• Amazon Best Sellers Rank: #115,098 in Books (See Top 100 in Books)

Editorial Reviews

From Publishers Weekly

Kauffman, an independent Lincoln assassination scholar, offers a beautifully written, exhaustive and well-reasoned reassessment of John Wilkes Booth and the murder of America's 16th president. The story Kauffman tells, though highly familiar, is also byzantine enough to still capture our attention. More importantly, Kauffman puts a new spin on well-worn data, adding a riveting reinterpretation that paints Booth as a ruthless player of complex games: a darkly brilliant manipulator of people, not all of whom realized what they were a part of until after Lincoln lay dead. Booth reveled in creating false impressions and planting strategic misinformation. One example involves Dr. Samuel Mudd, who set Booth's fractured leg before learning of the assassination and then, frightened for his life, made the mistake of denying knowing the actor. Years later, Gen. David Hunter—ranking member of the military commission that tried and sentenced Mudd to prison—commented: "The Court never believed that Dr. Mudd knew anything about Booth's designs. Booth made him a tool as he had done others." Kauffman's Booth is, in the end, a crazed but skilled puppetmaster who, as part of his endgame, needed to make sure that most of his puppets joined him in martyrdom for the Confederate cause. "Booth immortalized himself by staging one of history's greatest dramas," Kauffman writes. "In the process, he accomplished what every actor aspires to do: he made us all wonder where the play ended and reality began."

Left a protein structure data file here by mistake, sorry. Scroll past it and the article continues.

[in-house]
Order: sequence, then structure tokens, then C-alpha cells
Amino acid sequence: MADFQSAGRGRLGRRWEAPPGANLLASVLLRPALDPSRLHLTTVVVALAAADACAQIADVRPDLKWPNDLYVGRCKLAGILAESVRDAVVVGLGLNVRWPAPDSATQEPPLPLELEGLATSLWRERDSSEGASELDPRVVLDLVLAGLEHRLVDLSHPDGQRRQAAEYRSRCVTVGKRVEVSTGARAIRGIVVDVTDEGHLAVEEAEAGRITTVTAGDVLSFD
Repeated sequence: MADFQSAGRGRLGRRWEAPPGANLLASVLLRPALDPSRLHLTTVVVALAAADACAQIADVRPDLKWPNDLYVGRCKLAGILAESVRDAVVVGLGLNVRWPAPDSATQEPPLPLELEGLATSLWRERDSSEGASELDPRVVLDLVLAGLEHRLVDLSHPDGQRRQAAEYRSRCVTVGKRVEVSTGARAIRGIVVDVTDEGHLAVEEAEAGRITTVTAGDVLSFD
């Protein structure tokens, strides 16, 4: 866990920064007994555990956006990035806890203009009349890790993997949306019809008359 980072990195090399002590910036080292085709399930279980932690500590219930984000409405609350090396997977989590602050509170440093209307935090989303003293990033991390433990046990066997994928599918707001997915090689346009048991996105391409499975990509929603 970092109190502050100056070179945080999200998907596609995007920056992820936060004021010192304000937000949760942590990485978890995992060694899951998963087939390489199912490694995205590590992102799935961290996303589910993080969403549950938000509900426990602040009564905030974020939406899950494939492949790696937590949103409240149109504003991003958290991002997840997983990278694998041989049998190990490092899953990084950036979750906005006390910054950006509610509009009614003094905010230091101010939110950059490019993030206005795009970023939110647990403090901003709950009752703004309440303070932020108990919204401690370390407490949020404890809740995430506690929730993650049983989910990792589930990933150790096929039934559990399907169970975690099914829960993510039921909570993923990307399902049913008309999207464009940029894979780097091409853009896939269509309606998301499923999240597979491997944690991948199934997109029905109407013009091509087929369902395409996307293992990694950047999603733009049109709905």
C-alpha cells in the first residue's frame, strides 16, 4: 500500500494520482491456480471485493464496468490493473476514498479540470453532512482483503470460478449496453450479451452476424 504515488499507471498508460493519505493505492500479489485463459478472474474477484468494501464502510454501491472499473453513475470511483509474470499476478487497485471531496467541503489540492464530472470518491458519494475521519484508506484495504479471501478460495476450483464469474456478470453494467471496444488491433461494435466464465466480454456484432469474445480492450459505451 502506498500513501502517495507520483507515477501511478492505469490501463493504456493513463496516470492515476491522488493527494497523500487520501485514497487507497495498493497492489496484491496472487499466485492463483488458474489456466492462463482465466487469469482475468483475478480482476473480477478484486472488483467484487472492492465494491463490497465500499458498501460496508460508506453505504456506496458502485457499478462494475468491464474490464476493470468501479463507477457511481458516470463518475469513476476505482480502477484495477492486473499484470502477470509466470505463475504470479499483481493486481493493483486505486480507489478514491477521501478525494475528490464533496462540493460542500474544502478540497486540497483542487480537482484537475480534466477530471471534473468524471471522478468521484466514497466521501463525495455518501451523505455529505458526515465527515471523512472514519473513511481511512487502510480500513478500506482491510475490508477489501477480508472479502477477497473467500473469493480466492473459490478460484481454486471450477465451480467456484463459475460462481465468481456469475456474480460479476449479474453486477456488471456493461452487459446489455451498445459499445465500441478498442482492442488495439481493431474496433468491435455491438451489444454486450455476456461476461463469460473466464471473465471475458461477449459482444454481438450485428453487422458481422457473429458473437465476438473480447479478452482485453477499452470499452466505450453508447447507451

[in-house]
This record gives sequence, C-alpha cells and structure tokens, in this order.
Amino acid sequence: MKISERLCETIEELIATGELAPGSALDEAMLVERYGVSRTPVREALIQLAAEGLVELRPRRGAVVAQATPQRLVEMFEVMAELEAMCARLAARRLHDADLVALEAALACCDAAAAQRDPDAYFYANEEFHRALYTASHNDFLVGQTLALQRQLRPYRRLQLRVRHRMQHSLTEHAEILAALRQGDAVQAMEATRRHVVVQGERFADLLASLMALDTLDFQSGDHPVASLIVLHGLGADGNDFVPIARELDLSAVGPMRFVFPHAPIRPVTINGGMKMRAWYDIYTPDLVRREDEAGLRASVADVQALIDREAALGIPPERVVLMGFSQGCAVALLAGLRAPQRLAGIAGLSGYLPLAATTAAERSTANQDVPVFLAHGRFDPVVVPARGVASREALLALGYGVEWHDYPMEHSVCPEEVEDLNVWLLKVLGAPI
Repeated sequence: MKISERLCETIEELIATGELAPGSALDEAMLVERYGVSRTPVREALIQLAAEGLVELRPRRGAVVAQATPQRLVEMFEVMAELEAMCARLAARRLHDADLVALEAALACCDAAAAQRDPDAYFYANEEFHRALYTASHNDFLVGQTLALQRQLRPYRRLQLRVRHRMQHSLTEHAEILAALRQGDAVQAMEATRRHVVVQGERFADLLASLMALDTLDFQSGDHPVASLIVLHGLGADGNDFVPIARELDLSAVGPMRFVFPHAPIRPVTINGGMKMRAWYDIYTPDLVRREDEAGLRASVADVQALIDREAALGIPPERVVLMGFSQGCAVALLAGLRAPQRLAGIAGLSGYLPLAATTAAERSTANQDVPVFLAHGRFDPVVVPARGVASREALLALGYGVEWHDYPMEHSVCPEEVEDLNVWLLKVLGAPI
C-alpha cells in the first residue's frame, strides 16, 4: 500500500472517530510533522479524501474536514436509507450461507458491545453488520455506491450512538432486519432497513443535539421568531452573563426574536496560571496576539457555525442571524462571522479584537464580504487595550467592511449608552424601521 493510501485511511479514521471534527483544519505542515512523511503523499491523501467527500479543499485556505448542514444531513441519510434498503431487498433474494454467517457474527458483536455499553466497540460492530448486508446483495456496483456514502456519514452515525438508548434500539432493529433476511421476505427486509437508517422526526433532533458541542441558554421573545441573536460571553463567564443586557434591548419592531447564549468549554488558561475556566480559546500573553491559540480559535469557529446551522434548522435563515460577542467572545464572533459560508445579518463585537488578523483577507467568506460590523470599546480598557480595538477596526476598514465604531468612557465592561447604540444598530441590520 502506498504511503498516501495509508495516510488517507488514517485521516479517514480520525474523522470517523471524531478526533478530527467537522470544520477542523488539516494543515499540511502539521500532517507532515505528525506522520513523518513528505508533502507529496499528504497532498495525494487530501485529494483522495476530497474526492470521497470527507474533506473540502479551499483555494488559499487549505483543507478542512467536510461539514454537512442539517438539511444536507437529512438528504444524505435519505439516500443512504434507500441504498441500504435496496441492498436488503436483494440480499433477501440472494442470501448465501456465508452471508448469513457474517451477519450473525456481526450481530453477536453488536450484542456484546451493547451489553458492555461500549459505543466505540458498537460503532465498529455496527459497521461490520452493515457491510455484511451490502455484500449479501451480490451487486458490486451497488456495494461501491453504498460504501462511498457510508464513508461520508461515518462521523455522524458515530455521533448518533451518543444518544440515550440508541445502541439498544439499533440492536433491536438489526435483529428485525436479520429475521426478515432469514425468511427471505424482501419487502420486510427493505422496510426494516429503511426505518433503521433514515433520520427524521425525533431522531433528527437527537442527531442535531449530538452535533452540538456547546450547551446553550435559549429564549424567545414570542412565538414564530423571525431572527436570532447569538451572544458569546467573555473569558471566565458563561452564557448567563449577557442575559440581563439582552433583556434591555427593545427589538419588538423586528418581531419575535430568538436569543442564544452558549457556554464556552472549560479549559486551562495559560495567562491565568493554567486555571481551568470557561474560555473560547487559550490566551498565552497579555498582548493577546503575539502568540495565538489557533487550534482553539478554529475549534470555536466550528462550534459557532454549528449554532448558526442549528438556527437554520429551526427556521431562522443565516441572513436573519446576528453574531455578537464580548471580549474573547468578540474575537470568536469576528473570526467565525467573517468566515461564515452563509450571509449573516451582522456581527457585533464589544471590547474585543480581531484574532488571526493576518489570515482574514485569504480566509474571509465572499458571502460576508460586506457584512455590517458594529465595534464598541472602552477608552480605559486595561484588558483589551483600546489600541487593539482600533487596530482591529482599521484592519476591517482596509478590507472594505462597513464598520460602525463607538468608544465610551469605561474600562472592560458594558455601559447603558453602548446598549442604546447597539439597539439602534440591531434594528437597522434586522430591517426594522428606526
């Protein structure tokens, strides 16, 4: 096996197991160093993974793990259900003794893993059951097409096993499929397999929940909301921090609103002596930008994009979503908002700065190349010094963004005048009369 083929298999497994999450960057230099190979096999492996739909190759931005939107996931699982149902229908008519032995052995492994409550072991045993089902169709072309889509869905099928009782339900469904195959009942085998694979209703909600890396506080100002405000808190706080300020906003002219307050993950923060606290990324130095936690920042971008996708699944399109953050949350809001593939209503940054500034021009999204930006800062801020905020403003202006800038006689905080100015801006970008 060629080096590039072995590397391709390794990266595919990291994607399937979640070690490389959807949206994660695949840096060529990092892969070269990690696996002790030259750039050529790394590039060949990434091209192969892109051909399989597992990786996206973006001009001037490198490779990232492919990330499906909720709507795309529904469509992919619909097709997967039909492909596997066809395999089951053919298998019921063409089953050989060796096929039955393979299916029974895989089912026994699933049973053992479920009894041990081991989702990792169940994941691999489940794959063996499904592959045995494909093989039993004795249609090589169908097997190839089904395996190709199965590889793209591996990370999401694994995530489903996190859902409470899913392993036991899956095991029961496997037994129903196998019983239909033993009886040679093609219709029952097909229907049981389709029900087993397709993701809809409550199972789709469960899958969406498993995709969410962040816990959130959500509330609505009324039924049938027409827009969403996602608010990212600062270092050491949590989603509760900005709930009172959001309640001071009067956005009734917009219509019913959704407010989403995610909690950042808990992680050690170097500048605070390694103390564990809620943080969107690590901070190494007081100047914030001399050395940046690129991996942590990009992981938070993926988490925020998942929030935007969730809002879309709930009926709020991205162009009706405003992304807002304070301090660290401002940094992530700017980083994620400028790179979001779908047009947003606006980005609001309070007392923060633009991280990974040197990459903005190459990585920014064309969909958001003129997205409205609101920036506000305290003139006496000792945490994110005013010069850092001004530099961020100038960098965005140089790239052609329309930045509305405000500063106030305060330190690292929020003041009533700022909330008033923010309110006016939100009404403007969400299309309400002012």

Copyright © Reed Business Information, a division of Reed Elsevier Inc. All rights reserved. --This text refers to an out of print or unavailable edition of this title.